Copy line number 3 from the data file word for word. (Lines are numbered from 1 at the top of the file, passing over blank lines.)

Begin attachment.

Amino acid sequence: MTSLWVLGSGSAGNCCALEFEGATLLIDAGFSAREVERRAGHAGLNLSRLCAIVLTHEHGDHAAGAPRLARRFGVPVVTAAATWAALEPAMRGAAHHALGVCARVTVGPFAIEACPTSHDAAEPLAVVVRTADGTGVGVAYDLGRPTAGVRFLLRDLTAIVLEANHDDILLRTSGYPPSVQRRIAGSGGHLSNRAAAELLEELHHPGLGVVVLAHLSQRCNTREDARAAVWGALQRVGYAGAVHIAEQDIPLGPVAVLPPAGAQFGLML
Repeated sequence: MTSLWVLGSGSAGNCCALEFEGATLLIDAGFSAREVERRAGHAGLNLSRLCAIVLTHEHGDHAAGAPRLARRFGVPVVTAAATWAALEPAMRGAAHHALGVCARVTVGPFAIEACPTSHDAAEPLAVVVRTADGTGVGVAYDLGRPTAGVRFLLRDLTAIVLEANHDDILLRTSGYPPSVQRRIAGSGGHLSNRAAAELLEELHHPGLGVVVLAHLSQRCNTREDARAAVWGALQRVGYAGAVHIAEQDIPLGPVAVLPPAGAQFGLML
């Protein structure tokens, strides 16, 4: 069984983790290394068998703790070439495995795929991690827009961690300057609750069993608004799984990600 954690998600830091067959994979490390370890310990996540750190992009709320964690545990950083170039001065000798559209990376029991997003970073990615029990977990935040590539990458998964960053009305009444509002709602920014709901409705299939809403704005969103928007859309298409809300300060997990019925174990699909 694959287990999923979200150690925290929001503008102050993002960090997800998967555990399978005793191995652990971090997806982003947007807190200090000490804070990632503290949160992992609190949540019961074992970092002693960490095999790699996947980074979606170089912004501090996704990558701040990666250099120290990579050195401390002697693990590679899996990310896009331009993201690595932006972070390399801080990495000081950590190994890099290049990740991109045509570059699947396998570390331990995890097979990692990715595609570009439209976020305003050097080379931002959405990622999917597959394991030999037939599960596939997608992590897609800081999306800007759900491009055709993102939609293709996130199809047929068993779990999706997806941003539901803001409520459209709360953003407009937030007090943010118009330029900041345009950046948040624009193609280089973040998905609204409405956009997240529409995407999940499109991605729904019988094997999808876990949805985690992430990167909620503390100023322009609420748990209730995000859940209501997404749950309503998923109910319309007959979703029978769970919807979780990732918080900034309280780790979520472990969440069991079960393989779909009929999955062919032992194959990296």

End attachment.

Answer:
């Protein structure tokens, strides 16, 4: 069984983790290394068998703790070439495995795929991690827009961690300057609750069993608004799984990600 954690998600830091067959994979490390370890310990996540750190992009709320964690545990950083170039001065000798559209990376029991997003970073990615029990977990935040590539990458998964960053009305009444509002709602920014709901409705299939809403704005969103928007859309298409809300300060997990019925174990699909 694959287990999923979200150690925290929001503008102050993002960090997800998967555990399978005793191995652990971090997806982003947007807190200090000490804070990632503290949160992992609190949540019961074992970092002693960490095999790699996947980074979606170089912004501090996704990558701040990666250099120290990579050195401390002697693990590679899996990310896009331009993201690595932006972070390399801080990495000081950590190994890099290049990740991109045509570059699947396998570390331990995890097979990692990715595609570009439209976020305003050097080379931002959405990622999917597959394991030999037939599960596939997608992590897609800081999306800007759900491009055709993102939609293709996130199809047929068993779990999706997806941003539901803001409520459209709360953003407009937030007090943010118009330029900041345009950046948040624009193609280089973040998905609204409405956009997240529409995407999940499109991605729904019988094997999808876990949805985690992430990167909620503390100023322009609420748990209730995000859940209501997404749950309503998923109910319309007959979703029978769970919807979780990732918080900034309280780790979520472990969440069991079960393989779909009929999955062919032992194959990296």